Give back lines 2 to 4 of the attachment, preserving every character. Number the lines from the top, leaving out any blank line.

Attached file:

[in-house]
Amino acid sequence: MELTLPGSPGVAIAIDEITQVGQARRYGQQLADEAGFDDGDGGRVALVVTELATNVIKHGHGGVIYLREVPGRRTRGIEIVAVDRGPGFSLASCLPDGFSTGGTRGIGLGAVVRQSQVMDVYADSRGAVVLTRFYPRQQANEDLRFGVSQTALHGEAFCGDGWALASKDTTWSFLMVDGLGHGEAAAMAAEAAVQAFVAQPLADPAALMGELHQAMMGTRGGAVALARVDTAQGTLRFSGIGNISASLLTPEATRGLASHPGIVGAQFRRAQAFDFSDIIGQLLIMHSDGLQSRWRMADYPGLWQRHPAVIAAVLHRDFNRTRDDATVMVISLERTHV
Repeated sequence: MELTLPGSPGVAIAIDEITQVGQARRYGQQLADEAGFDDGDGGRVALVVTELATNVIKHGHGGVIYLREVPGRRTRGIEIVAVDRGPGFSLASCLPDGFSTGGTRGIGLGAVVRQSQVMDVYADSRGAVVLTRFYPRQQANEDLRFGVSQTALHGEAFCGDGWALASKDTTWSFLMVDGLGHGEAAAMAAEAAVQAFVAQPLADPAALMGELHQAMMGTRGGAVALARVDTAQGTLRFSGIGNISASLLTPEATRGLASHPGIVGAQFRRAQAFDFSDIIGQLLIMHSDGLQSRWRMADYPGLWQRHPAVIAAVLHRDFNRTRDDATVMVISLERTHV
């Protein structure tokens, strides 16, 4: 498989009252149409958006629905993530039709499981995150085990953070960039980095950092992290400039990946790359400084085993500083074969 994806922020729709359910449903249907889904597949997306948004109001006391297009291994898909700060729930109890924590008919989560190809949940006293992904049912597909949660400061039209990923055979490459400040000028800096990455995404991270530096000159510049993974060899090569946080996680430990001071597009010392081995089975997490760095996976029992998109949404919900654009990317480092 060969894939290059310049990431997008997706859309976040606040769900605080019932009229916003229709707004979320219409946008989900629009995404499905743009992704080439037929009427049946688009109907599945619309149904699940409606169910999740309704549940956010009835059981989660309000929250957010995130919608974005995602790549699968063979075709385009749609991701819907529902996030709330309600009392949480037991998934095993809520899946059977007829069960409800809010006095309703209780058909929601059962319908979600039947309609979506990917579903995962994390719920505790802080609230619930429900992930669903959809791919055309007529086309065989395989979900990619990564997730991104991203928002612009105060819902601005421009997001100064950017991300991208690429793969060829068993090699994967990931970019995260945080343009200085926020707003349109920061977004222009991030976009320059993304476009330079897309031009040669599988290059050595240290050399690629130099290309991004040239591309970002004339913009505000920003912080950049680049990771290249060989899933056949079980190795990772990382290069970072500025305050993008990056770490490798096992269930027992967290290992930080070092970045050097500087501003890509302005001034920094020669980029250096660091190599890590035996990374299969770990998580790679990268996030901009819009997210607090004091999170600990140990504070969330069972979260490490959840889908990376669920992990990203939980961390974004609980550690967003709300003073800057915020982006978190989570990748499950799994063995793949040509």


Amino acid sequence: MELTLPGSPGVAIAIDEITQVGQARRYGQQLADEAGFDDGDGGRVALVVTELATNVIKHGHGGVIYLREVPGRRTRGIEIVAVDRGPGFSLASCLPDGFSTGGTRGIGLGAVVRQSQVMDVYADSRGAVVLTRFYPRQQANEDLRFGVSQTALHGEAFCGDGWALASKDTTWSFLMVDGLGHGEAAAMAAEAAVQAFVAQPLADPAALMGELHQAMMGTRGGAVALARVDTAQGTLRFSGIGNISASLLTPEATRGLASHPGIVGAQFRRAQAFDFSDIIGQLLIMHSDGLQSRWRMADYPGLWQRHPAVIAAVLHRDFNRTRDDATVMVISLERTHV
Repeated sequence: MELTLPGSPGVAIAIDEITQVGQARRYGQQLADEAGFDDGDGGRVALVVTELATNVIKHGHGGVIYLREVPGRRTRGIEIVAVDRGPGFSLASCLPDGFSTGGTRGIGLGAVVRQSQVMDVYADSRGAVVLTRFYPRQQANEDLRFGVSQTALHGEAFCGDGWALASKDTTWSFLMVDGLGHGEAAAMAAEAAVQAFVAQPLADPAALMGELHQAMMGTRGGAVALARVDTAQGTLRFSGIGNISASLLTPEATRGLASHPGIVGAQFRRAQAFDFSDIIGQLLIMHSDGLQSRWRMADYPGLWQRHPAVIAAVLHRDFNRTRDDATVMVISLERTHV
């Protein structure tokens, strides 16, 4: 498989009252149409958006629905993530039709499981995150085990953070960039980095950092992290400039990946790359400084085993500083074969 994806922020729709359910449903249907889904597949997306948004109001006391297009291994898909700060729930109890924590008919989560190809949940006293992904049912597909949660400061039209990923055979490459400040000028800096990455995404991270530096000159510049993974060899090569946080996680430990001071597009010392081995089975997490760095996976029992998109949404919900654009990317480092 060969894939290059310049990431997008997706859309976040606040769900605080019932009229916003229709707004979320219409946008989900629009995404499905743009992704080439037929009427049946688009109907599945619309149904699940409606169910999740309704549940956010009835059981989660309000929250957010995130919608974005995602790549699968063979075709385009749609991701819907529902996030709330309600009392949480037991998934095993809520899946059977007829069960409800809010006095309703209780058909929601059962319908979600039947309609979506990917579903995962994390719920505790802080609230619930429900992930669903959809791919055309007529086309065989395989979900990619990564997730991104991203928002612009105060819902601005421009997001100064950017991300991208690429793969060829068993090699994967990931970019995260945080343009200085926020707003349109920061977004222009991030976009320059993304476009330079897309031009040669599988290059050595240290050399690629130099290309991004040239591309970002004339913009505000920003912080950049680049990771290249060989899933056949079980190795990772990382290069970072500025305050993008990056770490490798096992269930027992967290290992930080070092970045050097500087501003890509302005001034920094020669980029250096660091190599890590035996990374299969770990998580790679990268996030901009819009997210607090004091999170600990140990504070969330069972979260490490959840889908990376669920992990990203939980961390974004609980550690967003709300003073800057915020982006978190989570990748499950799994063995793949040509």